Enhanced chlorine dioxide decay in the presence of metal oxides in drinking water distribution systems

Chao Liu, Urs Von Gunten, Jean Philippe Croué*

*Corresponding author for this work

Research output: Chapter in Book/Report/Conference proceedingConference contributionpeer-review

1 Scopus citations

Abstract

The present study focused on enhanced chlorine dioxide (ClO2) decay in the presence of metal oxides formed in drinking water distribution systems due to metal pipe corrosion phenomena. Chlorine dioxide decays via three pathways: 1) catalytic disproportionation which produces equal molar amounts of chlorite and chlorate, 2) the decay to chlorite and oxygen and 3) oxidation of metals to a higher oxidation state. Cupric oxide (CuO) and nickel oxide (NiO) showed significantly stronger ability to catalyze the ClO2 disproportionation than goethite (α-FeOOH). CuO and NiO also enhanced ClO2 decay to produce chlorite and oxygen. Chlorine dioxide can oxidize cuprous oxide (Cu2O) to CuO, with the release of chlorite. The interaction between metal oxides and chlorine dioxide will raise an issue on how to maintain oxidant residual in drinking water distribution systems.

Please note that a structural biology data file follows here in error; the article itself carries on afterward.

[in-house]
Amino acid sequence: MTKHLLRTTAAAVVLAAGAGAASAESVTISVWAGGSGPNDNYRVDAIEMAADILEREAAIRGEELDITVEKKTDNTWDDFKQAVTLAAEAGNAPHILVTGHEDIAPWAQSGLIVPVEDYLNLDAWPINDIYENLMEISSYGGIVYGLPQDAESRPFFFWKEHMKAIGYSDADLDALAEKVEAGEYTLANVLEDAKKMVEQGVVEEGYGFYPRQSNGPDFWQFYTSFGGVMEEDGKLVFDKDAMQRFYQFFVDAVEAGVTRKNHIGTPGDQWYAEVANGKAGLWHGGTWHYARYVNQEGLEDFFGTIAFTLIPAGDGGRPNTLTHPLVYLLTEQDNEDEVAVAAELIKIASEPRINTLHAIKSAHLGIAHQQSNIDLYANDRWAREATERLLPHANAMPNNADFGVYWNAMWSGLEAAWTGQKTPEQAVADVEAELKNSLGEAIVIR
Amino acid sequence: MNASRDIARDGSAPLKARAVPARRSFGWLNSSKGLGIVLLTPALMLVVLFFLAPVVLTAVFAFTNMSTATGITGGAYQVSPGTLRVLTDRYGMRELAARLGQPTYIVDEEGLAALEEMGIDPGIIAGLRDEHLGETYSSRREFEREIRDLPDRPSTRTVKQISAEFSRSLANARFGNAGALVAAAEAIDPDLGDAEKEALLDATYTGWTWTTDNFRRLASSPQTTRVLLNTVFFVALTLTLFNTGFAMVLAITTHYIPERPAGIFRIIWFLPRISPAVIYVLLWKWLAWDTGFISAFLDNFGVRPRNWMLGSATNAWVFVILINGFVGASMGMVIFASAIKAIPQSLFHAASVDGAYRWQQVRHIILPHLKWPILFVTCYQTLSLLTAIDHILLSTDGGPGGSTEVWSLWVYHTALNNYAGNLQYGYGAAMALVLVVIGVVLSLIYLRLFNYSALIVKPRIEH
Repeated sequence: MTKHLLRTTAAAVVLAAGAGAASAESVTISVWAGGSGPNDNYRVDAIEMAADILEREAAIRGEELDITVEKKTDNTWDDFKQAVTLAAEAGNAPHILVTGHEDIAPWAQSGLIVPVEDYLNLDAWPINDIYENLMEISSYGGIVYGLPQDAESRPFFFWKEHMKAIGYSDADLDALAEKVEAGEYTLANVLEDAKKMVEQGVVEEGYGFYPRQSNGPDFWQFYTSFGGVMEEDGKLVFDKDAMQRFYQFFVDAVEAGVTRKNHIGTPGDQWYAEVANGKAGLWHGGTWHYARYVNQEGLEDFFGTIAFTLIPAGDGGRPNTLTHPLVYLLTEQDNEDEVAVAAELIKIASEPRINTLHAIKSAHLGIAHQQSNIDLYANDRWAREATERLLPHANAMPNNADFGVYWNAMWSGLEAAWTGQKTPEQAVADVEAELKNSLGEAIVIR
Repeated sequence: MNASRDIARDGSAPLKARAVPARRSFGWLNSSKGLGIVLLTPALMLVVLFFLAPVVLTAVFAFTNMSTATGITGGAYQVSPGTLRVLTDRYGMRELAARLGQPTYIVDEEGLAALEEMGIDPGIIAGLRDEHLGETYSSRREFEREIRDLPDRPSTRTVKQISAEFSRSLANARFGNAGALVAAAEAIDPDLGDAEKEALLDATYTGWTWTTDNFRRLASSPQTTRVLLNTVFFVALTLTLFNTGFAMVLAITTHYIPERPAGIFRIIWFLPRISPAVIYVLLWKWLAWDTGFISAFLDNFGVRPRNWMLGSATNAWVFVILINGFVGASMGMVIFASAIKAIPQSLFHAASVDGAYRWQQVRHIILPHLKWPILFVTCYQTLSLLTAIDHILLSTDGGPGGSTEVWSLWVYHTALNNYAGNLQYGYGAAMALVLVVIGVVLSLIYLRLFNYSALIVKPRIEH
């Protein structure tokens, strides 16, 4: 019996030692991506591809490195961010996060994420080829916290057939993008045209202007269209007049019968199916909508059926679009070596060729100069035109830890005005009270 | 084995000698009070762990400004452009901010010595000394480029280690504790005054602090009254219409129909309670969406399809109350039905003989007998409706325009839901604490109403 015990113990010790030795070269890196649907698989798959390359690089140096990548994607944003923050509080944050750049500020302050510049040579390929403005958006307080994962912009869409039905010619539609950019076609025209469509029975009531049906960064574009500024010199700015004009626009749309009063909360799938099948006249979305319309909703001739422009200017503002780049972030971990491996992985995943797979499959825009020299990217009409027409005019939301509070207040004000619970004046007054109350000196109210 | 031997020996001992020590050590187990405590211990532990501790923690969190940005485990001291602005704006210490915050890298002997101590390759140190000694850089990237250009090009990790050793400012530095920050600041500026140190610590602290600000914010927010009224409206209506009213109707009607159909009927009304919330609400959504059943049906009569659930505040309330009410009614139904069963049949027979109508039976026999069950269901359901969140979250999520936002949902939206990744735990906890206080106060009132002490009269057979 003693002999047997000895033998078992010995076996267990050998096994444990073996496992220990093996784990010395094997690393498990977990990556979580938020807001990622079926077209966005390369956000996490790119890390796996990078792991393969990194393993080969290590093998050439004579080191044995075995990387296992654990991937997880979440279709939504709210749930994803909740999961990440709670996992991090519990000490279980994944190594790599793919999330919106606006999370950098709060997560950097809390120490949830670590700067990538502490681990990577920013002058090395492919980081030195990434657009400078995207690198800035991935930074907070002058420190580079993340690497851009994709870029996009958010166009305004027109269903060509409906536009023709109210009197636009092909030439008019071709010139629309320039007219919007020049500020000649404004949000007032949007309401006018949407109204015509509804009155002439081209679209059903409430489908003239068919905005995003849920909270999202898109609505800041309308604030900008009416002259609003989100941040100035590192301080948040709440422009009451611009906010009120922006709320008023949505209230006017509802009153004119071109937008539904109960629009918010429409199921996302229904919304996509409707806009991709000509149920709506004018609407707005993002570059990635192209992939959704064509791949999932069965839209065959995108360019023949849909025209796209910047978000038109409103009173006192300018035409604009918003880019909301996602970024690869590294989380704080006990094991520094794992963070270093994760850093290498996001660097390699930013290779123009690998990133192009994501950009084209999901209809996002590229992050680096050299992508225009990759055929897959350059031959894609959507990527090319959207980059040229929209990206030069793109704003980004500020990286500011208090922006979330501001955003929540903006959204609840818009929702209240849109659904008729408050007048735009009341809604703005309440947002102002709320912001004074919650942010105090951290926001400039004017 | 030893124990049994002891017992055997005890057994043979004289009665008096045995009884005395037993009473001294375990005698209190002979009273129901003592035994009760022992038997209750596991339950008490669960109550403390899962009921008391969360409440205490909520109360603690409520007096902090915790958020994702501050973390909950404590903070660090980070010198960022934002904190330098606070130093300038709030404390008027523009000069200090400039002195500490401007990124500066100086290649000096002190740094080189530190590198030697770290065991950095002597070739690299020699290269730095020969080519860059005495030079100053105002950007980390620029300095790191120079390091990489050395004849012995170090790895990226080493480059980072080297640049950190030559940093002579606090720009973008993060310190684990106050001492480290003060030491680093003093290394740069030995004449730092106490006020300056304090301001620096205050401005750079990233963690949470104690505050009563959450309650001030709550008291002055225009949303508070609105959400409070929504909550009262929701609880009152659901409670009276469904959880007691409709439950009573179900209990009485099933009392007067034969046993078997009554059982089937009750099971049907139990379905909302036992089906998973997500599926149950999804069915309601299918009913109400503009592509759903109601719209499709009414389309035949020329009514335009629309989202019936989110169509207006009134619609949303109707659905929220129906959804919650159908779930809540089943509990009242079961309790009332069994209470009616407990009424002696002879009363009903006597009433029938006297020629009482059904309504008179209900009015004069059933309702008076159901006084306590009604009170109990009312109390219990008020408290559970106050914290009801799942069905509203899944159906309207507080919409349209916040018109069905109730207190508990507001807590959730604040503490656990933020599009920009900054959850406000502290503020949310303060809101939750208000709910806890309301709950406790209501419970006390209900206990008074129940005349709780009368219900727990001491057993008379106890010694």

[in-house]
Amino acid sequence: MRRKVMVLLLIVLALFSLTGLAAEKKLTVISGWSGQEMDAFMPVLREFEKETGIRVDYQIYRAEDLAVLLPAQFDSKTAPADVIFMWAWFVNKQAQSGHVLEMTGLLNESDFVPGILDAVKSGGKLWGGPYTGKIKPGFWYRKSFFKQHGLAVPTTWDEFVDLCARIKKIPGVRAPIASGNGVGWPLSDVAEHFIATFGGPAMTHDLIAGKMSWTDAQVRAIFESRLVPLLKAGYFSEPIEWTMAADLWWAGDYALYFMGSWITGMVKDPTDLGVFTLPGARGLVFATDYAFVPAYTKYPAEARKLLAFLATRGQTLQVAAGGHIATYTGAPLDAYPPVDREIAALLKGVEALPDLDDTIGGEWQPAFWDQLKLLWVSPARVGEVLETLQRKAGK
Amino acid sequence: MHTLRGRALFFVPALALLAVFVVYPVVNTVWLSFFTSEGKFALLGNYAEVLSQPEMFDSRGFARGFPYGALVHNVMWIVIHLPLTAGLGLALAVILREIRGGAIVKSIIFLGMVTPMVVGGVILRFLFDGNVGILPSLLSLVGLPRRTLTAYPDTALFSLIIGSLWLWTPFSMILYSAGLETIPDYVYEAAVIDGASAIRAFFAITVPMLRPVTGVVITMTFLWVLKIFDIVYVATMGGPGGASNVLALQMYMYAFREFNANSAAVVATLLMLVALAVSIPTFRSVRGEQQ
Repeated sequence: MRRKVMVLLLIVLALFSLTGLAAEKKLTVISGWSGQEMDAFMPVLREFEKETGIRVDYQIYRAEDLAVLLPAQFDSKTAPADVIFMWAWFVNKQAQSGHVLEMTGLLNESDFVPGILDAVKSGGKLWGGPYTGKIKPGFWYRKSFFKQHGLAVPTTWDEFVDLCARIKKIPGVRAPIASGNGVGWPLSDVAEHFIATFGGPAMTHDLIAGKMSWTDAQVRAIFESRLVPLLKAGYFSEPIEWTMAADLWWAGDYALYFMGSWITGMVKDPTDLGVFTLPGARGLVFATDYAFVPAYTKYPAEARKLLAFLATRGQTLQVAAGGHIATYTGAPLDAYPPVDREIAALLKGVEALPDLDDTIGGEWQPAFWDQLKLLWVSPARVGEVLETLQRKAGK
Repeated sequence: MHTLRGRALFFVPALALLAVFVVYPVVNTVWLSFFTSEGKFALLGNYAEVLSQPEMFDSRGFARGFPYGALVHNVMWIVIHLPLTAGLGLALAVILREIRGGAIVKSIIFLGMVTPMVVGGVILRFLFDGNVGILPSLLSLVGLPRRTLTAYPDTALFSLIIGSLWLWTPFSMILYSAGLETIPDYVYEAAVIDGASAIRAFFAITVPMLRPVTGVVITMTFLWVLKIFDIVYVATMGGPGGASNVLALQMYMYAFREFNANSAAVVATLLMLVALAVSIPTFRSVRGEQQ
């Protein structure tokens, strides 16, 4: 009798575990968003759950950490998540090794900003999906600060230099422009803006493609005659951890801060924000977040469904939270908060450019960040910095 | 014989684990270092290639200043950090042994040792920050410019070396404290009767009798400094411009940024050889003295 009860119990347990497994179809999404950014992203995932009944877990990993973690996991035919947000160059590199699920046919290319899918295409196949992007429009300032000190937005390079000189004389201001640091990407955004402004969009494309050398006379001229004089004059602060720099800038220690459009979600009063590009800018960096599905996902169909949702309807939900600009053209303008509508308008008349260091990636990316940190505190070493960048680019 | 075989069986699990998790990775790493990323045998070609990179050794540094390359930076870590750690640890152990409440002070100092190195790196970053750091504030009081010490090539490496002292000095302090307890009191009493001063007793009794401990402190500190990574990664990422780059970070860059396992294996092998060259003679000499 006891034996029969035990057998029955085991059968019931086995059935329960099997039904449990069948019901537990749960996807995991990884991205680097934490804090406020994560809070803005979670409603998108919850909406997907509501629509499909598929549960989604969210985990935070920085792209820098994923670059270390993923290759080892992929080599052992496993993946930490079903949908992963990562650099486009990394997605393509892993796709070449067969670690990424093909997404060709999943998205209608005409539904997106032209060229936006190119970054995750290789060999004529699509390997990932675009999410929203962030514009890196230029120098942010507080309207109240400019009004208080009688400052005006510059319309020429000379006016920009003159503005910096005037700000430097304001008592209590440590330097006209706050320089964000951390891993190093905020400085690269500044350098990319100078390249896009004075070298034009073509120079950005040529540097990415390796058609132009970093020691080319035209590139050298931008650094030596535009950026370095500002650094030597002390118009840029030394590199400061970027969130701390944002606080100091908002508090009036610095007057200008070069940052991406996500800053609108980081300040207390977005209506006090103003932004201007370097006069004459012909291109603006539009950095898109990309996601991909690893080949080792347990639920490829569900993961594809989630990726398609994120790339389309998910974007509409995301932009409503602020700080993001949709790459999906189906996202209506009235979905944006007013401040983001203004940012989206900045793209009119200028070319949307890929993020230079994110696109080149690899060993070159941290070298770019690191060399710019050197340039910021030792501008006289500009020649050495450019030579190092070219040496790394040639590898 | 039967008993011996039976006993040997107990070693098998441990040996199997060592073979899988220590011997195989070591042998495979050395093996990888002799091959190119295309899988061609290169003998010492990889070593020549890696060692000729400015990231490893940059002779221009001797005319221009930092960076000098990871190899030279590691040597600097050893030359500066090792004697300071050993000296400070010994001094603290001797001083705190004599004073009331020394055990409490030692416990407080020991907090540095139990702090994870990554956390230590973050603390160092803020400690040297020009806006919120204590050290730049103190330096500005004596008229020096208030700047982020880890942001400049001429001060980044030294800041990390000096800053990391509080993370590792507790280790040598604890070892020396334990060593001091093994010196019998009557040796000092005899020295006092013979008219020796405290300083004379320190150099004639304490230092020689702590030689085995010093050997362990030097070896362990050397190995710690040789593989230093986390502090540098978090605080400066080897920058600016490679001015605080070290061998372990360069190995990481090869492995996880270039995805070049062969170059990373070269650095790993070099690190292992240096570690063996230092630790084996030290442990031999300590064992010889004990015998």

Original languageEnglish (US)
Title of host publication2013 Water Quality Technology Conference and Exposition, WQTC 2013
StatePublished - 2013
Event2013 Water Quality Technology Conference and Exposition, WQTC 2013 - Long Beach, CA, United States
Duration: Nov 3 2013Nov 7 2013

Other

Other2013 Water Quality Technology Conference and Exposition, WQTC 2013
CountryUnited States
CityLong Beach, CA
Period11/3/1311/7/13

ASJC Scopus subject areas

  • Water Science and Technology

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